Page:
Cds still make up 85% of Earache's sales so its a worrying situation, paid-for downloads and other digital income (ringtones) is growing extremely fast, and major corporations are now paying for use of music- the popularity of the new Nokia 'Comes with Music' mobile phone and advertising revenue from the billions of streamed music tracks from Myspace.com and youtube.com are soon to be shared with the labels (well the ones who sign up to the deals offered), this is big news, but its not yet enough income to replace Cds. Many labels including Earache are diversifying into T-shirt merchandising and licensing music to Video games or movies, some are trying to get a small slice of the live income of its artists aswell.
In the long run, the signs are that paid-for digital music income will actually become the music labels saviour.

Thursday, December 25, 2008

The MDP - Alaskan Industrial metal

Question: Sup Dig! Seasons greetings and everything you\'re probably tired of hearing about by now. It\'s been officially a year since I started asking you blog questions on industrial and how to progress as an artist. You\'re fucking awesome dude.

Quick recap: Made a demo, got big on the internet, wanted to know how transition this from bedroom hobby to a possible career. Asked your opinions on the genre, had a nice chat with Al (gave me an address to send stuff in the future), and you tracked down my myspace and said it was \"pretty decent industrial\". Now on to the current:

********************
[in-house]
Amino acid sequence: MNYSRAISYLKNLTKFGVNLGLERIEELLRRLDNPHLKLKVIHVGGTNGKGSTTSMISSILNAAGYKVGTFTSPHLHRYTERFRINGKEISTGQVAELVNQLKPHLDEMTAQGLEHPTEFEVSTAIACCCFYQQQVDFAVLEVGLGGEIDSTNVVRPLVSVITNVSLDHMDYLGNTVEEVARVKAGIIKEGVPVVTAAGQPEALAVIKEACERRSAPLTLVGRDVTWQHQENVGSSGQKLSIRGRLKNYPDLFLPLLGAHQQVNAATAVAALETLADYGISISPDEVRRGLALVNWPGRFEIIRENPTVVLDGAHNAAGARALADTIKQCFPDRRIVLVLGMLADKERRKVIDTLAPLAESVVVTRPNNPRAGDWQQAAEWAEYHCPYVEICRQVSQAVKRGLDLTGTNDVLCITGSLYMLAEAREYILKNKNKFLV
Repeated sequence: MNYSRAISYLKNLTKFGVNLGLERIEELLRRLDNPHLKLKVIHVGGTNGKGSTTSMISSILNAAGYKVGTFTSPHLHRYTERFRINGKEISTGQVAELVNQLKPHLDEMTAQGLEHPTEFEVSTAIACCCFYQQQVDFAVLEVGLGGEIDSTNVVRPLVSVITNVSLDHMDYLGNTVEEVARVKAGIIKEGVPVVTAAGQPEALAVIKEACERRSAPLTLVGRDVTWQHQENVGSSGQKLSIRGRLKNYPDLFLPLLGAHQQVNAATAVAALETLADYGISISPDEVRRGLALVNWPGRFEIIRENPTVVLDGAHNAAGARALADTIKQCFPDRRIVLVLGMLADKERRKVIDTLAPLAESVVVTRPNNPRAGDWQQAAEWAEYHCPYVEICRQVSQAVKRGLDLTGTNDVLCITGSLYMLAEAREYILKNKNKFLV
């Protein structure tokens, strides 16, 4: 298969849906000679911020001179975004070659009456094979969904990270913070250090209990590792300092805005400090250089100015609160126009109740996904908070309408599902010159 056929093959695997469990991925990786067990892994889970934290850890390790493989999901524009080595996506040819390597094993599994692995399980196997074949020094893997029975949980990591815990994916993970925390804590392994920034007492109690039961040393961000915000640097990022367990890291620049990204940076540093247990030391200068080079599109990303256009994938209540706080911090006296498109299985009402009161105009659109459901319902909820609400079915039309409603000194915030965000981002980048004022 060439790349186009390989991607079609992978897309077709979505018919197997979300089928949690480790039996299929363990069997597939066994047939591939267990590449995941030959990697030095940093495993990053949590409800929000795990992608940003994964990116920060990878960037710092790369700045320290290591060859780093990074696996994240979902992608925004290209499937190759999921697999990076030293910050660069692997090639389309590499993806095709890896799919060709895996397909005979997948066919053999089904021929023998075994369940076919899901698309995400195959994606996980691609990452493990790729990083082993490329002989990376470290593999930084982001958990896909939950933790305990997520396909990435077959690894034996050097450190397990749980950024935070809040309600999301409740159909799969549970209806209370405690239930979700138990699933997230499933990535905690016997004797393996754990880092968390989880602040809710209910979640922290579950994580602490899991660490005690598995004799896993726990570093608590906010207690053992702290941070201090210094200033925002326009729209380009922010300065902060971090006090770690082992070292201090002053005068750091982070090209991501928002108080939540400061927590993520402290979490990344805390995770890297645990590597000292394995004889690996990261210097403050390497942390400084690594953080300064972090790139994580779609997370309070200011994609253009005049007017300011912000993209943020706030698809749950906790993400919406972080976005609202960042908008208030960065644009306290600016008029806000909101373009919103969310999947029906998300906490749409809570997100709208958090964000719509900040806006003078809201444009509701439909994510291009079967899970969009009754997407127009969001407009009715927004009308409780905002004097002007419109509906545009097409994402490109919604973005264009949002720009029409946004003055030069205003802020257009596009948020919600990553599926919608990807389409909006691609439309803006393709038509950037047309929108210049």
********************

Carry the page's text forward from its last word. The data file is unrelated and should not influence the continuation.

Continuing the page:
I\'m not going to make any progress unless I get off my ass and get out and about. I played a few shows this last summer for the first time, and they\'ve gone pretty well. My last gig was at the request of Kynt and Vyxsin (goth TV celebs, check YouTube) when they came here to visit, since Kynt was a fan from my internet success. They put me in touch with the event holders here that run the big events here in state who are dying to get me around, which brings me to my conundrum:

The event folks here love me, maybe because I\'m the only industrial act here trying (or because I only ask for burgers as payment), but they want \"my band\" to play all over state and at thier events starting January, and they\'re even dangling traveling to Seattle to play there over my head. The thing is, the \"events\" here are all electronic/techno/rave-oriented ones as are their connections in the lower 48. I\'m DYING to get out of Alaska, I can\'t take this Russia-Canada sandwich anymore. I don\'t mind the rave atmosphere now, but my fear is if I start doing this whole \"rave techno\" scene stuff for the next 6 months to a year, is that the scene I\'ll be pigeon-holed in to event holders? I\'m worried that even with this experience under my belt, if I try and get involved with rock/metal promoters, they\'ll go \"we don\'t do techno\" which is what all the venues around here said when I tried to get traditional gigs. But this is a fucking-hick state, so my perception may be scewed. Does shit even work that way, or am I over-thinking this too much?

By the time I fly the fuck out of here, I\'ll have an CD of \"great\" songs as opposed to \"pretty decent\" (the stuff on my myspace) that I plan on sending to Al. There\'s a few specific artists in your roster I hold in the highest regard I\'d kill to hear feedback from. Maybe if the material doesn\'t suck that can happen :)